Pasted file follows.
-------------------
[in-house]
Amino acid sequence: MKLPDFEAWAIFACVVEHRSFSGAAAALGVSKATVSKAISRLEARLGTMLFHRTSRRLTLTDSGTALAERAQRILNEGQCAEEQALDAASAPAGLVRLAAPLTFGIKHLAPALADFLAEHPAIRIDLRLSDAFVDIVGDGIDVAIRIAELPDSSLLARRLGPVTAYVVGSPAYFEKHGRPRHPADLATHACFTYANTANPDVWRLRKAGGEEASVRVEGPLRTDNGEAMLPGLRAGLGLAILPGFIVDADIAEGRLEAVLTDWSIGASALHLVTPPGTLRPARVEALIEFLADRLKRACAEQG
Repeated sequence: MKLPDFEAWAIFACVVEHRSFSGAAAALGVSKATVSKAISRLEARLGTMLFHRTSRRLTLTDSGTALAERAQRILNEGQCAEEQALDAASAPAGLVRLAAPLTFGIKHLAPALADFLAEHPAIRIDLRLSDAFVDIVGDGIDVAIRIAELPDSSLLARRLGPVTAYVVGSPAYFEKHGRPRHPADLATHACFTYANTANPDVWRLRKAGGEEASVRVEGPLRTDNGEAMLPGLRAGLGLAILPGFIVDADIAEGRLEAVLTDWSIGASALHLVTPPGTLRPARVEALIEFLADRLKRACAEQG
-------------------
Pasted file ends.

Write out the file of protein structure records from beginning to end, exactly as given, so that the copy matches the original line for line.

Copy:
[in-house]
Amino acid sequence: MKLPDFEAWAIFACVVEHRSFSGAAAALGVSKATVSKAISRLEARLGTMLFHRTSRRLTLTDSGTALAERAQRILNEGQCAEEQALDAASAPAGLVRLAAPLTFGIKHLAPALADFLAEHPAIRIDLRLSDAFVDIVGDGIDVAIRIAELPDSSLLARRLGPVTAYVVGSPAYFEKHGRPRHPADLATHACFTYANTANPDVWRLRKAGGEEASVRVEGPLRTDNGEAMLPGLRAGLGLAILPGFIVDADIAEGRLEAVLTDWSIGASALHLVTPPGTLRPARVEALIEFLADRLKRACAEQG
Repeated sequence: MKLPDFEAWAIFACVVEHRSFSGAAAALGVSKATVSKAISRLEARLGTMLFHRTSRRLTLTDSGTALAERAQRILNEGQCAEEQALDAASAPAGLVRLAAPLTFGIKHLAPALADFLAEHPAIRIDLRLSDAFVDIVGDGIDVAIRIAELPDSSLLARRLGPVTAYVVGSPAYFEKHGRPRHPADLATHACFTYANTANPDVWRLRKAGGEEASVRVEGPLRTDNGEAMLPGLRAGLGLAILPGFIVDADIAEGRLEAVLTDWSIGASALHLVTPPGTLRPARVEALIEFLADRLKRACAEQG